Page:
The trap for most people becomes supporting a lifestyle, which is like running the race with a piano strapped to your back. Until you find work truly worthy of your one precious and fleeting life, it’s best to live modestly. If you can’t walk away, the only decisions left are how to stay stuck more comfortably.
Live life with passion and purpose. Values are beliefs about what is important, and it is what we value that gives rise to our purpose, which in turn fuels our passion. Purpose provides the reason for getting up in the morning; passion provides the focus and engagement required throughout the day. Passion without purpose is zealotry; purpose without passion is workaholism. Life without either is robotic and soulless.
Identify your values and live them. Living out of integrity with your values is like declaring war on yourself. It creates a state of internal discord, and persistent background anxiety. In the workplace, that discord manifests in burnout and health issues. If there is a single choice guaranteed to promote happiness and inner peace, it is a commitment to live in integrity with your values. (It should be noted that values may change with time and context, and should be periodically revisited.)
Set your intention. Whether consciously or not, we all live by intention. And if you want to know your true current intention, just look at the results you’ve created. An ancient Vedic text known as the Upanishads says, “You are what your deepest desire is. As your desire is, so is your intention. As your intention is, so is your will. As your will is, so is your deed. As your deed is, so is your destiny.” Bringing consciousness to intention allows it to become the launching pad for dreams. And if you’re like me, it also offers a great opportunity to practice self-forgiveness when we stray from the path.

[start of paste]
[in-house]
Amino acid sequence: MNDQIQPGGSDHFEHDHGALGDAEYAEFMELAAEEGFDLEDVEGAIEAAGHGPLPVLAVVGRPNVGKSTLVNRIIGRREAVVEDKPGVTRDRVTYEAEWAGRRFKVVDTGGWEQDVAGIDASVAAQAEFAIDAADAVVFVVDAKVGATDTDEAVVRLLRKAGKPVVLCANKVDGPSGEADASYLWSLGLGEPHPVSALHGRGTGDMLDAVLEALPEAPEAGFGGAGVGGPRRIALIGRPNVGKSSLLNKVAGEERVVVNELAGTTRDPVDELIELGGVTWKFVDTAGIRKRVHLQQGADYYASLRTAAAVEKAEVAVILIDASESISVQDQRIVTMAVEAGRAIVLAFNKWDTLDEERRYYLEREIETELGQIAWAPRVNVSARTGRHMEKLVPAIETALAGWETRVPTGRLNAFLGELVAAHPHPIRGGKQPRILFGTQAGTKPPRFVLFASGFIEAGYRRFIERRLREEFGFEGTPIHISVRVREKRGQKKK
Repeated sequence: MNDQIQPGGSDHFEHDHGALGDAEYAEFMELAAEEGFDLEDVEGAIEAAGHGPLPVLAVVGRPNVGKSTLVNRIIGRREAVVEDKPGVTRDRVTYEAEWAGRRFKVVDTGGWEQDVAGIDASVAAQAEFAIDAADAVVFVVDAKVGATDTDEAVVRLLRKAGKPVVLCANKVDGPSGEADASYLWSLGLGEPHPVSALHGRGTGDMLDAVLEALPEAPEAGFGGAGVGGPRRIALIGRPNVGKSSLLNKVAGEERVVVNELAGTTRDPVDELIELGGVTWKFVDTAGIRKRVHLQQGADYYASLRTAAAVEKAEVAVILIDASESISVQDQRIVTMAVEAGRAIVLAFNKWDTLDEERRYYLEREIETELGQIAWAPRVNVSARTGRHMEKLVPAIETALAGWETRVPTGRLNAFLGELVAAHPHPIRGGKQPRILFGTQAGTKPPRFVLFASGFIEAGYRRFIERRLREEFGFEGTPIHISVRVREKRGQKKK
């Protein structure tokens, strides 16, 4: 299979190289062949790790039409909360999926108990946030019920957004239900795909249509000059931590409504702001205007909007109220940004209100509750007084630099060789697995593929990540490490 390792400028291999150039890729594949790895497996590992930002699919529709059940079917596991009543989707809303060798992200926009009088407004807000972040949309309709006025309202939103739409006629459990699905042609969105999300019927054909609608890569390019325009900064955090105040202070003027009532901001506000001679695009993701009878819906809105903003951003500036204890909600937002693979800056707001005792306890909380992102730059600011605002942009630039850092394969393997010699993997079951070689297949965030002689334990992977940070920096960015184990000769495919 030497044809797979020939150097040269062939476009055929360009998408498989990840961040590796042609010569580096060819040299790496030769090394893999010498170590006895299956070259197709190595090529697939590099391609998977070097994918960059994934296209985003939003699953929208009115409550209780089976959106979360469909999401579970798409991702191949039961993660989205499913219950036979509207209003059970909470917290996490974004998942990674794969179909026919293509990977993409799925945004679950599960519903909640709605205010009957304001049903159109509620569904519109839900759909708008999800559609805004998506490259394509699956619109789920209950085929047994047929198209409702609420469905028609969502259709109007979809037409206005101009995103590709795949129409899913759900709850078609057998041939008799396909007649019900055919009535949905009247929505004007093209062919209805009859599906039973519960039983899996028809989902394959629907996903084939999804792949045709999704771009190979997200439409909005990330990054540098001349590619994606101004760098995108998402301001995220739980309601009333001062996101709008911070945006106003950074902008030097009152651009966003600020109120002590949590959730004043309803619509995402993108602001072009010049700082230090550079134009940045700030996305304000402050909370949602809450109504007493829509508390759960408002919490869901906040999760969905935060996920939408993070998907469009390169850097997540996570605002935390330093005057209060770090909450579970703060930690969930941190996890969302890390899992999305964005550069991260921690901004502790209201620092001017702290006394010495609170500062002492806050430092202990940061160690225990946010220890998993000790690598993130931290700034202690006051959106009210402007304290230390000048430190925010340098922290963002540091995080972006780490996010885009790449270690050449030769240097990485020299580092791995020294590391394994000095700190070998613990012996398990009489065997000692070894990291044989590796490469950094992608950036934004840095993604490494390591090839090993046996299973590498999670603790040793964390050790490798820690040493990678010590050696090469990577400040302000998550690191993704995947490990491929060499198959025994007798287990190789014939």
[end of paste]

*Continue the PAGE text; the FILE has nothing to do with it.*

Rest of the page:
Ask for help when you need it. Believe it or not, people want to help you, especially when you’re starting out. They are simply waiting to be asked. Unless you’re directly competing with someone for a job, most people genuinely want you to succeed. It’s a compliment to be asked for your assistance or expertise, and it feels good to provide it. And although it may be counterintuitive, the people who are the busiest are also likely to be the most helpful.
There’s no shame in admitting we are not masters of every task, or are sometimes overwhelmed by work volume and deadlines. Having said that, receiving help is not the same as being adopted. It does have limits and, whenever possible, it should be reciprocated or at least acknowledged with gratitude.
Well, there you have it. It’s not easy thinking long thoughts in a short attention span world. Periods of uninterrupted thought have become rare enough to be disquieting. The next distraction is always within reach; and our brains have been rewired to reach for it. But constant distraction is a thief, and it robs us of the only thing we cannot replicate: time. If there is an admonition I totally ignored in my youth, it would be to get comfortable with silence.
Ultimately, that’s where the best answers lie.